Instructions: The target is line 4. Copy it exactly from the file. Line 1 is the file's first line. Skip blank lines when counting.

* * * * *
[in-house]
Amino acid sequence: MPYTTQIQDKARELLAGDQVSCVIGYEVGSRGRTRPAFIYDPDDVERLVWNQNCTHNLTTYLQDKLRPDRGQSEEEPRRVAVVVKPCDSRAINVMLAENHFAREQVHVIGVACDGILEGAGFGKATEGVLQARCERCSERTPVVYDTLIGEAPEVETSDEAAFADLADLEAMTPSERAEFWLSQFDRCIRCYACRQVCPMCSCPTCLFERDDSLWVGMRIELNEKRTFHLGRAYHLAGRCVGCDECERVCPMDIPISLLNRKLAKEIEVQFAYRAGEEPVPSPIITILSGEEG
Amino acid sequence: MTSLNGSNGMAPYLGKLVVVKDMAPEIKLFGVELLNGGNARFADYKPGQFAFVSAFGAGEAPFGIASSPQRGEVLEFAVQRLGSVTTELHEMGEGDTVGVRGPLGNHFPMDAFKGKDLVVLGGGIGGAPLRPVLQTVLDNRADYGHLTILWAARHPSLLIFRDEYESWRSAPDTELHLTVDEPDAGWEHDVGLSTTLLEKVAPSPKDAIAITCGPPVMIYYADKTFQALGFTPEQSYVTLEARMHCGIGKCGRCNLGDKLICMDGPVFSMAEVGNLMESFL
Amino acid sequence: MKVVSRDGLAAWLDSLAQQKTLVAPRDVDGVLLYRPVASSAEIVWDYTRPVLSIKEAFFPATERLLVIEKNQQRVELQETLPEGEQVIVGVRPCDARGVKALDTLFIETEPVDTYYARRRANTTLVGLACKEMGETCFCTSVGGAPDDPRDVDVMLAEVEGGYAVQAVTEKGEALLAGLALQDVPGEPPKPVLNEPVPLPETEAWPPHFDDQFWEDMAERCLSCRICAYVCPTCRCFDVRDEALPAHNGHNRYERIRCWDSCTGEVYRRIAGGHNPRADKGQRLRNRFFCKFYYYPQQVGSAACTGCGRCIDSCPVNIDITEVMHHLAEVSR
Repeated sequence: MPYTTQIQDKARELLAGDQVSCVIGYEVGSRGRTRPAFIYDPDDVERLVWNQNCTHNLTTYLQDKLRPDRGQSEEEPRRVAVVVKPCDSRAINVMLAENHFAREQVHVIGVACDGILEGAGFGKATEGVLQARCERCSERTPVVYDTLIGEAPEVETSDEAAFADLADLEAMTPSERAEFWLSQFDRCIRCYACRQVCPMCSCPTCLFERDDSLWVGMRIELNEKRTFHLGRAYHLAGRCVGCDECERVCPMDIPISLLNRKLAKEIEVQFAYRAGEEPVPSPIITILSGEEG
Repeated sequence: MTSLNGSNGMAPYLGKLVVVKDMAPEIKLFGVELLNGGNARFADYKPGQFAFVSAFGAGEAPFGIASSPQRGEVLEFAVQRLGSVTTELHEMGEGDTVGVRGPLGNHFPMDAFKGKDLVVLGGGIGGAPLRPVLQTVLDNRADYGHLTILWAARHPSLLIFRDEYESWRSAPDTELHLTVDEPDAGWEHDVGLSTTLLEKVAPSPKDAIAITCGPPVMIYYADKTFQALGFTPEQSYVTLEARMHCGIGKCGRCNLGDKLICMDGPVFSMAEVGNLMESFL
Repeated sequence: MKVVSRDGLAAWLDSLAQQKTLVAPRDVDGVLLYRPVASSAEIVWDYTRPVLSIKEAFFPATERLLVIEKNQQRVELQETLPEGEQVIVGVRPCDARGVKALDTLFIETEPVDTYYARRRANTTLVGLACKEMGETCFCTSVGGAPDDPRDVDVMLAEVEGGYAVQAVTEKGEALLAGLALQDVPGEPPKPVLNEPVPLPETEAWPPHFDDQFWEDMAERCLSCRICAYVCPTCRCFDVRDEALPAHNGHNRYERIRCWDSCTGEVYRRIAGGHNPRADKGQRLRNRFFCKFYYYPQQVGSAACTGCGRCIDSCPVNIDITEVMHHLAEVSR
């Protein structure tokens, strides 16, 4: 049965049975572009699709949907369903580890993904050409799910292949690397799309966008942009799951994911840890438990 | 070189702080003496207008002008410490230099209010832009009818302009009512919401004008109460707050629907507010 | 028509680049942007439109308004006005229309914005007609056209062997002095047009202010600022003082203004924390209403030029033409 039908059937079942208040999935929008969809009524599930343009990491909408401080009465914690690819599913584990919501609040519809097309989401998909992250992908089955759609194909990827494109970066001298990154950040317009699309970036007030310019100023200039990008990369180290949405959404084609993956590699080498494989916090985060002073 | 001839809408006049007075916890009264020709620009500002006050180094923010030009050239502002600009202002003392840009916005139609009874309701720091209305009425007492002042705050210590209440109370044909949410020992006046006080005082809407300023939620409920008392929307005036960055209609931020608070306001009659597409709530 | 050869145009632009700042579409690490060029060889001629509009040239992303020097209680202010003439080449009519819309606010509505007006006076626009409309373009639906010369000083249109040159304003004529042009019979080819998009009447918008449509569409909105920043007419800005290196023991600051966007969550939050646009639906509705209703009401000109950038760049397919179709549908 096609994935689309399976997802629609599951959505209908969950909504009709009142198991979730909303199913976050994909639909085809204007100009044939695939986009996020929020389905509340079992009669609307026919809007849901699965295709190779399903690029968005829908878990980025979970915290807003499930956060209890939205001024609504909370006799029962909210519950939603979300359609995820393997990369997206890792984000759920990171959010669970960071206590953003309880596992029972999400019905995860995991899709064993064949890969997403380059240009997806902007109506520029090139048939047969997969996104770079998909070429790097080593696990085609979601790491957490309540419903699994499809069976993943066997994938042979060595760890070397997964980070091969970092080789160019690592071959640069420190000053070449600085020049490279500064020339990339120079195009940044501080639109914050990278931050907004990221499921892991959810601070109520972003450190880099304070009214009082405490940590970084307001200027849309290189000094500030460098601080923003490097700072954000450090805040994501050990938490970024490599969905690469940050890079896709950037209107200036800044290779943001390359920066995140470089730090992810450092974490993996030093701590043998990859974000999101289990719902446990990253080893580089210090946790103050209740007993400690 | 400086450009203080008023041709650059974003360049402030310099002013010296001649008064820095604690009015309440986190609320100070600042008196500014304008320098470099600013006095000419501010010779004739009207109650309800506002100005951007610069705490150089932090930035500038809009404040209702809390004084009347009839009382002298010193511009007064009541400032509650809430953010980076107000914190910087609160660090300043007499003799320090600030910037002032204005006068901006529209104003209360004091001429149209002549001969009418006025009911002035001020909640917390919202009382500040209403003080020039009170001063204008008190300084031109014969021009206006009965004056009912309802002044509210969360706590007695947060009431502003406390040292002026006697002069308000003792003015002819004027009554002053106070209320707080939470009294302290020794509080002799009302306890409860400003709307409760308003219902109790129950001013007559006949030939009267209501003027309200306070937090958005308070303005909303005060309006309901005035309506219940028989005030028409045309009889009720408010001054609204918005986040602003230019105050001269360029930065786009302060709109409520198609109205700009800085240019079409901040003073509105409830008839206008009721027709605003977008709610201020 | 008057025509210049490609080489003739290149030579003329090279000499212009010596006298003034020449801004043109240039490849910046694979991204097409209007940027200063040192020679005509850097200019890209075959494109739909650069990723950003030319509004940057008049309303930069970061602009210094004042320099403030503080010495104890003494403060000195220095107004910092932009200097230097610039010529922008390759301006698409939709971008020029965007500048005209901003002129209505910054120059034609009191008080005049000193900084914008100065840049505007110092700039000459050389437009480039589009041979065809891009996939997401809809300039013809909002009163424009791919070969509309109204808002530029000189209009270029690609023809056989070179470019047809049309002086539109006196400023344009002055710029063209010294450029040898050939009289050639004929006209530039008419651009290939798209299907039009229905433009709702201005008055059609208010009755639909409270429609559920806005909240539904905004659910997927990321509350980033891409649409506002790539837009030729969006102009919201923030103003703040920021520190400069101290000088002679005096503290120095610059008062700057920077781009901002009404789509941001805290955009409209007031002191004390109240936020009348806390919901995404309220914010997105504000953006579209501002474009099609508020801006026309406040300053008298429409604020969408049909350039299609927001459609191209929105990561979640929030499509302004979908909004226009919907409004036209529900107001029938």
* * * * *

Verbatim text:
Amino acid sequence: MKVVSRDGLAAWLDSLAQQKTLVAPRDVDGVLLYRPVASSAEIVWDYTRPVLSIKEAFFPATERLLVIEKNQQRVELQETLPEGEQVIVGVRPCDARGVKALDTLFIETEPVDTYYARRRANTTLVGLACKEMGETCFCTSVGGAPDDPRDVDVMLAEVEGGYAVQAVTEKGEALLAGLALQDVPGEPPKPVLNEPVPLPETEAWPPHFDDQFWEDMAERCLSCRICAYVCPTCRCFDVRDEALPAHNGHNRYERIRCWDSCTGEVYRRIAGGHNPRADKGQRLRNRFFCKFYYYPQQVGSAACTGCGRCIDSCPVNIDITEVMHHLAEVSR